Election Day

The first time I could vote for President I missed it. It was fifty years ago yesterday. The day my son was born, November 7, 1972. Suzy was smarter than me. She voted absentee. I on the other hand thought Walter would have been born by then and I would be able to vote on election day. This was not the first time I was wrong and Suzy was right, and it certainly wasn’t the last.

Since that day, I’ve tried not to miss a vote. My record is not perfect, but close. We also have early voting and other means to vote other than standing in line on election day, although I enjoy voting on a crisp autumn day and visiting with my neighbors. There is something spiritual about the experience if you tune out the signs and people who are doing last minute campaigning outside the polls.

Joseph and Mary traveled for days and slept on the hay to be counted. For me to walk a few blocks to the polling place is hardly a stretch.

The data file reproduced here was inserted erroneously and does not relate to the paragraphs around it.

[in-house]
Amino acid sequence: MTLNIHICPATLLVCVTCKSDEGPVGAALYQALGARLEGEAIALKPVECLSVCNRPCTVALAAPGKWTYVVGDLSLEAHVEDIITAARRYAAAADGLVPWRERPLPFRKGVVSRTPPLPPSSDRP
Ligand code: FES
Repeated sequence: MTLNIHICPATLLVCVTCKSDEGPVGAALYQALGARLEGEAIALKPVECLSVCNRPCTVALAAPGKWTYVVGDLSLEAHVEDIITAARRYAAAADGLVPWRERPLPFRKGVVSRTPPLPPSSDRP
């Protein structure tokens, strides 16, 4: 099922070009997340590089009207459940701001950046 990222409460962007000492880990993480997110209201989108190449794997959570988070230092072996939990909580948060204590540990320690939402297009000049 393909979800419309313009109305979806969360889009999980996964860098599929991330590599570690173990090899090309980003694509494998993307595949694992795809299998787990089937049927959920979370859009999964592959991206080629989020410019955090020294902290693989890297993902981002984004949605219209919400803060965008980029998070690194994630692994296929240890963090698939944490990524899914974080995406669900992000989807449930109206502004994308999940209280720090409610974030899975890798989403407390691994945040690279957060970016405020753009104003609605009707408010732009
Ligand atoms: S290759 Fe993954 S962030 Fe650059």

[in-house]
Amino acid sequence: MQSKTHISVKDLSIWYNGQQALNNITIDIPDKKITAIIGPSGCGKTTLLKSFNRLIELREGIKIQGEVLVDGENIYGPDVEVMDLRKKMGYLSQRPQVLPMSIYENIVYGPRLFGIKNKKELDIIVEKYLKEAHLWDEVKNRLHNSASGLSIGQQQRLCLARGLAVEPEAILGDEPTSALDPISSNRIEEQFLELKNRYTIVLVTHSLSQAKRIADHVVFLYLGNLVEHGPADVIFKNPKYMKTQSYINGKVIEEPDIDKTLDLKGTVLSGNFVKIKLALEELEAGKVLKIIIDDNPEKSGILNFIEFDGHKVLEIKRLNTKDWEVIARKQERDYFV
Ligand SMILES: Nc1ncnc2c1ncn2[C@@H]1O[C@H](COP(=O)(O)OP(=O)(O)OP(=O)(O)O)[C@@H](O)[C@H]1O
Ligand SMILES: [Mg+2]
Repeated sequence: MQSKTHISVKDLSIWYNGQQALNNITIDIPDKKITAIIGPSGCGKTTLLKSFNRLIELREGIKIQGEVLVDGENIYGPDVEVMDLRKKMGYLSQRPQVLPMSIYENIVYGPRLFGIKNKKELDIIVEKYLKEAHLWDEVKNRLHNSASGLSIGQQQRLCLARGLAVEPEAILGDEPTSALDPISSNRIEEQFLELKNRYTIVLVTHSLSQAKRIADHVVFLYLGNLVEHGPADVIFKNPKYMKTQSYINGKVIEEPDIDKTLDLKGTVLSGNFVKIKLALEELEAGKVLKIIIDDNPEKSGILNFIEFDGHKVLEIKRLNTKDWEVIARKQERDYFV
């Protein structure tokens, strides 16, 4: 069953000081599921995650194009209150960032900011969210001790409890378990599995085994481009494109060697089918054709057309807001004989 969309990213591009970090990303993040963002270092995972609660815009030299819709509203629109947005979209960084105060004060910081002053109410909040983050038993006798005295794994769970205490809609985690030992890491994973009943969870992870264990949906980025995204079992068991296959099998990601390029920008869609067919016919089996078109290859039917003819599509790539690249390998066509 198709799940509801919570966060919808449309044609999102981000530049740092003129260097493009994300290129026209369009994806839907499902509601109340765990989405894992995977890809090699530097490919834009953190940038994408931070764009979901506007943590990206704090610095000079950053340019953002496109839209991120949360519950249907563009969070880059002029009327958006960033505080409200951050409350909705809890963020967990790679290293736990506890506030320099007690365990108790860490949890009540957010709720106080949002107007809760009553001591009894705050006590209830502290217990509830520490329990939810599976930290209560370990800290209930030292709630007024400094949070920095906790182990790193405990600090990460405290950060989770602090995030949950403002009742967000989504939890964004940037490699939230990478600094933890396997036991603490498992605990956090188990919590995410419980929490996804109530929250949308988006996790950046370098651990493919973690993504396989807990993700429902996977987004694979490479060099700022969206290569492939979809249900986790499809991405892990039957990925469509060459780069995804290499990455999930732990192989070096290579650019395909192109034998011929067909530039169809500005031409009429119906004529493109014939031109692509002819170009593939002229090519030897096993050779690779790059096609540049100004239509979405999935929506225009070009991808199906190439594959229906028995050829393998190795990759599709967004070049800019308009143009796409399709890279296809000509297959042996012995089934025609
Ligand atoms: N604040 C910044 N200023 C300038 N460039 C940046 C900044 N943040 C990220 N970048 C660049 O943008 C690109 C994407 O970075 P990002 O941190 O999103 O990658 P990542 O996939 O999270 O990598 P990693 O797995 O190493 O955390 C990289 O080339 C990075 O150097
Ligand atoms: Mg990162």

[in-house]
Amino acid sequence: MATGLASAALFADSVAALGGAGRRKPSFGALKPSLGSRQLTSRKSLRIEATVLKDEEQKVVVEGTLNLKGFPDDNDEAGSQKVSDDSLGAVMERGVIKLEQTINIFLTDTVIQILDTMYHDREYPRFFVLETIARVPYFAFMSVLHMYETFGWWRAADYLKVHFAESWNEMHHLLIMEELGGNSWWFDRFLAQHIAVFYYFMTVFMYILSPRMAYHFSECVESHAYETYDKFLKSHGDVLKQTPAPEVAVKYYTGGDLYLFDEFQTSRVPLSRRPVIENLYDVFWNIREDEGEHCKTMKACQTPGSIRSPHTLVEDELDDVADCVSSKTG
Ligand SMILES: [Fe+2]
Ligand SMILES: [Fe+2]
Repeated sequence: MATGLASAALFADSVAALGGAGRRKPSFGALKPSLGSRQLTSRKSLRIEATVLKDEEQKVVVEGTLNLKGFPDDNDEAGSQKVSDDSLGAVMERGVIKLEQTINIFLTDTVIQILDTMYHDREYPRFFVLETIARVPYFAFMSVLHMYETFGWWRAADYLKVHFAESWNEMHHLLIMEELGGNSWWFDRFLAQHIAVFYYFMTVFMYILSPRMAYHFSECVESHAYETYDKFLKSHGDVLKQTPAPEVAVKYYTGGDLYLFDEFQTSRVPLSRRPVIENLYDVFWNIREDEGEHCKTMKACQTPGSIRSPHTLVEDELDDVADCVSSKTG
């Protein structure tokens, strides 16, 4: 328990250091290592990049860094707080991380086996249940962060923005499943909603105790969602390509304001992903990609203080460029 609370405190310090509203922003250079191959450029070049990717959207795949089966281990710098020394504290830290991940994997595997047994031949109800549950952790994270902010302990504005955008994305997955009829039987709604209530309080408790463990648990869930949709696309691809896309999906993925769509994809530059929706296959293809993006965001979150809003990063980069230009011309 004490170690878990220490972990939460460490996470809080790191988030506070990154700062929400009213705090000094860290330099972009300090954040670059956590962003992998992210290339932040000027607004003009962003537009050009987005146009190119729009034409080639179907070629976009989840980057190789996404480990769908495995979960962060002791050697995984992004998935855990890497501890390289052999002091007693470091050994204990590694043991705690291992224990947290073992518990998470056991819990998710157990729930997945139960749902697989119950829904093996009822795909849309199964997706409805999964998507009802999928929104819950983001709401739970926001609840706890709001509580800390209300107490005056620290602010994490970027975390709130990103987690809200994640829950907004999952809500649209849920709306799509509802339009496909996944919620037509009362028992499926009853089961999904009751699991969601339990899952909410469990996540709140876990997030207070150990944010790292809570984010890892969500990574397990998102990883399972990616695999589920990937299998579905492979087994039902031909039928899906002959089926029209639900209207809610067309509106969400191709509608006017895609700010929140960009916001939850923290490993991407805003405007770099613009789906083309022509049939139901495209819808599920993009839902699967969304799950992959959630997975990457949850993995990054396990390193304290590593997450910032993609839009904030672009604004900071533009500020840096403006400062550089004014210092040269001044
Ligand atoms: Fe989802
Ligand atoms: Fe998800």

If you haven’t voted, do yourself a favor. Saunter to your polling place, greet your neighbors, and vote “for” someone or a community issue. When I partially dabbled in politics I always encouraged people to vote “for” someone or thing, but to resist the urge to vote purely against anyone or thing. I ¬†also encouraged candidates to give their voters something to vote for. That message clearly hasn’t come through these days.

It’s a beautiful fall day in most parts of the country. Treat yourself to a vote.

 

About the author

Webb Hubbell, former Associate Attorney General of The United States, is an author and speaker. His novels, When Men Betray, Ginger Snaps, A Game of Inches, The Eighteenth Green, and The East End are published by Beaufort Books and are available online or at your local bookstore. When Men Betray won one of the IndieFab awards for best novel in 2014. Ginger Snaps and The Eighteenth Green won the IPPY Awards Gold Medal for best suspense/thriller.

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